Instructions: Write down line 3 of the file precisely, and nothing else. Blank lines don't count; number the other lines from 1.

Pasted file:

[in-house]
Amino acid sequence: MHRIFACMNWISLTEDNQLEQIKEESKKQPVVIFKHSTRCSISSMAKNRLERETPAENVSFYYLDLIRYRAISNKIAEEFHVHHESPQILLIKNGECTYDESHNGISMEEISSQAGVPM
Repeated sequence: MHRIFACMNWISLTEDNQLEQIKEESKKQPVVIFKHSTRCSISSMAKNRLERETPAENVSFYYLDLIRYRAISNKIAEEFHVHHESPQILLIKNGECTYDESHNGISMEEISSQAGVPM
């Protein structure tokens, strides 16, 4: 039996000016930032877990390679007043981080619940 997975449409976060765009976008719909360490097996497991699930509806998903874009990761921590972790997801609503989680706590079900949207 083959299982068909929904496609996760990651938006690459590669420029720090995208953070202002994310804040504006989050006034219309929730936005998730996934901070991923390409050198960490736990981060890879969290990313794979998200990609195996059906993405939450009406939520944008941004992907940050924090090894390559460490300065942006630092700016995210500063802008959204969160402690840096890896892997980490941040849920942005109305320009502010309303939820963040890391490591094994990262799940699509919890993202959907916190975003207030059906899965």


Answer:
Repeated sequence: MHRIFACMNWISLTEDNQLEQIKEESKKQPVVIFKHSTRCSISSMAKNRLERETPAENVSFYYLDLIRYRAISNKIAEEFHVHHESPQILLIKNGECTYDESHNGISMEEISSQAGVPM